Rising Extremism and Threats to Electoral Systems in the American and French Presidential Races
In the United States and France, rising populism and extreme right tendencies are challenging two traditionally solid, yet different, electoral processes: the American two-party system and the French universal direct suffrage vote. In light of these differences, the French system seems to be better equipped in preventing demagogues from reaching the highest office of the land. Consequently, the future of Western democracy could be influenced by the results of these presidential elections.
In the weeks and months to come, the head of states will change in two very influential countries. Both the United States of America and France, members of the G7 and permanent members of UN Security Council, have highly publicized and consequential elections this year. The timing of these elections and the impact their results may have on several issues facing the world today, such as the economy, immigration, and the fight against terrorism, present an opportunity to take a closer look at the American and the French political processes, which are both designed to ensure fair representation and a functioning democracy, but both of which are challenged by the rise of populism and the extreme right.
The nomination as the Republican Party’s (GOP) candidate for the presidency of populist Donald Trump, a businessman with no political experience or clear and consistent party affiliation, starkly outlined a vulnerability in the American two-party electoral system. Trump worked his way to the nomination by posing as an anti-establishment conservative candidate. He beat other traditional Republicans by riding a wave of discontent and anxiety in some segments of the electorate, particularly white blue-collar workers who feel left out of the political process and threatened by immigration and worry that their place in their country is threatened by immigrants and minorities.
Trump gave voice to the extremists within the GOP and hijacked a party he constantly rebukes. His “policy plans” rarely reflect the traditional Republican platform; rather, they introduce a new brand of extremism. For example, while Republicans have traditionally called for tougher measures against illegal immigration and for the rejection of amnesty for those who enter the country illegally, Trump has built his campaign on the promise of implementing more drastic measures —which some pundits have called xenophobic and anti-American— such as building a wall along the Mexican border, banning or “extreme vetting” Muslim visitors, and refusing to admit Syrian refugees. During the third and final presidential debate, on October 19th, Trump refused to commit to accepting the results of the election, rejecting democracy at its most fundamental point: the voters choose who wins. “I will look at it at the time,” he said, adding “I will keep you in suspense, OK?” According to the Washington Post editorialist Dana Milbank, Trump “is running against democracy itself” and democracy should fight back by dealing him a humiliating defeat.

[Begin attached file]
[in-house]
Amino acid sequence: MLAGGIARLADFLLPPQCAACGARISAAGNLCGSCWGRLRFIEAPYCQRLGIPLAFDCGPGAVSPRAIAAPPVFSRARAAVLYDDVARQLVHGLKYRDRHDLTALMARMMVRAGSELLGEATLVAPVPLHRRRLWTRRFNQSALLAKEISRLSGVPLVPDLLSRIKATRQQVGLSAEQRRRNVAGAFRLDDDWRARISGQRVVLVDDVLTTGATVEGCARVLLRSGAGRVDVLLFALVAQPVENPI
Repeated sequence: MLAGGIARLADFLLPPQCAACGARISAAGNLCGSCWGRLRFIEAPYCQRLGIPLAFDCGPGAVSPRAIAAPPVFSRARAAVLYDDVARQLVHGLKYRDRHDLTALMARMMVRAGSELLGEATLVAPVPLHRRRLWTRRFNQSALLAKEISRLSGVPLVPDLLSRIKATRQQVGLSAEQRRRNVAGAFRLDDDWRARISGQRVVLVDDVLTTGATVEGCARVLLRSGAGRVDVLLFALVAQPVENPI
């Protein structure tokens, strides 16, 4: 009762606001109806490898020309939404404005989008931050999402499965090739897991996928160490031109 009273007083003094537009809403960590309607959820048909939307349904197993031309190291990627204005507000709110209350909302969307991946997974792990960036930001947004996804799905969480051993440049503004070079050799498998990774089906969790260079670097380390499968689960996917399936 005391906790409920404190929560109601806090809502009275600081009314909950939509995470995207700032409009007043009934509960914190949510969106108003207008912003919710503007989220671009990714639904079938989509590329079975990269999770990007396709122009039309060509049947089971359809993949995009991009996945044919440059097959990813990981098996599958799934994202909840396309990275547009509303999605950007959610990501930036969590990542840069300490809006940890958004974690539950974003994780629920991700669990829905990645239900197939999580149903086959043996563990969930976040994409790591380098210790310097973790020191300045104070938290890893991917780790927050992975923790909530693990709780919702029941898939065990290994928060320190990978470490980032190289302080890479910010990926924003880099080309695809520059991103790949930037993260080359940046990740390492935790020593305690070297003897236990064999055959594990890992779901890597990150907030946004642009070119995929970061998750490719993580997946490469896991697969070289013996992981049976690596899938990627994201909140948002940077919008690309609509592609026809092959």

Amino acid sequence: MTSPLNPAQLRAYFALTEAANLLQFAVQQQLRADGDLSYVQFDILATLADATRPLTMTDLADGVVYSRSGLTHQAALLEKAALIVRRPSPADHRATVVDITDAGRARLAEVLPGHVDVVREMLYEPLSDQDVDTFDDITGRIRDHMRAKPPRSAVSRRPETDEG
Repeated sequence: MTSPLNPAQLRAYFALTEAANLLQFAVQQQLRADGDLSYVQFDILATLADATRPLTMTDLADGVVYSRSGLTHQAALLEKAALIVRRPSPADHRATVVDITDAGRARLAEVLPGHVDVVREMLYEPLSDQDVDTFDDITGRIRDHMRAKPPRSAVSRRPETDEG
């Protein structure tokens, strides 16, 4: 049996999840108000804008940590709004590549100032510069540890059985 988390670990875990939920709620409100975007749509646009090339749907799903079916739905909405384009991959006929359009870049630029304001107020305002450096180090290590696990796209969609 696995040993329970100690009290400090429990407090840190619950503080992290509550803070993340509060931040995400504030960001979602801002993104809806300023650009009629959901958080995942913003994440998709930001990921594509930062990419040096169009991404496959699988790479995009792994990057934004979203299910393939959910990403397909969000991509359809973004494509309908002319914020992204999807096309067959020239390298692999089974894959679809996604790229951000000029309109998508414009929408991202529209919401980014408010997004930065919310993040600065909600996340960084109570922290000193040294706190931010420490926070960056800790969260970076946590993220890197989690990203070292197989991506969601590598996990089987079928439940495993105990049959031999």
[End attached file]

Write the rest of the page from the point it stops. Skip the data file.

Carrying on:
The latest polls indicate that Trump’s chances of winning the presidency are very low, with the New York Times giving him an 7% chance as of October 22nd. For some analysts, however, the fact that he was nominated in the first place shows that the Republican-Democrat binary can be risky for democracy. As Trump’s example can illustrate, in a two-party system, it only takes one side becoming dysfunctional for the whole system to be shaken and risk collapse. The two-party system also means that voters have to choose between two major candidates and that the one who ends up being elected president may not be democratically representative, neither of the American people, nor of the party of which he or she was the candidate. This explains the limited —but notable— rise of Libertarian candidates for President and Vice President, Gary Johnson and Bill Weld, and Green Party nominee for President, Jill Stein. This rise is particularly notable among young voters who reject Trump yet remain unconvinced by the Democratic nominee, Hillary Clinton.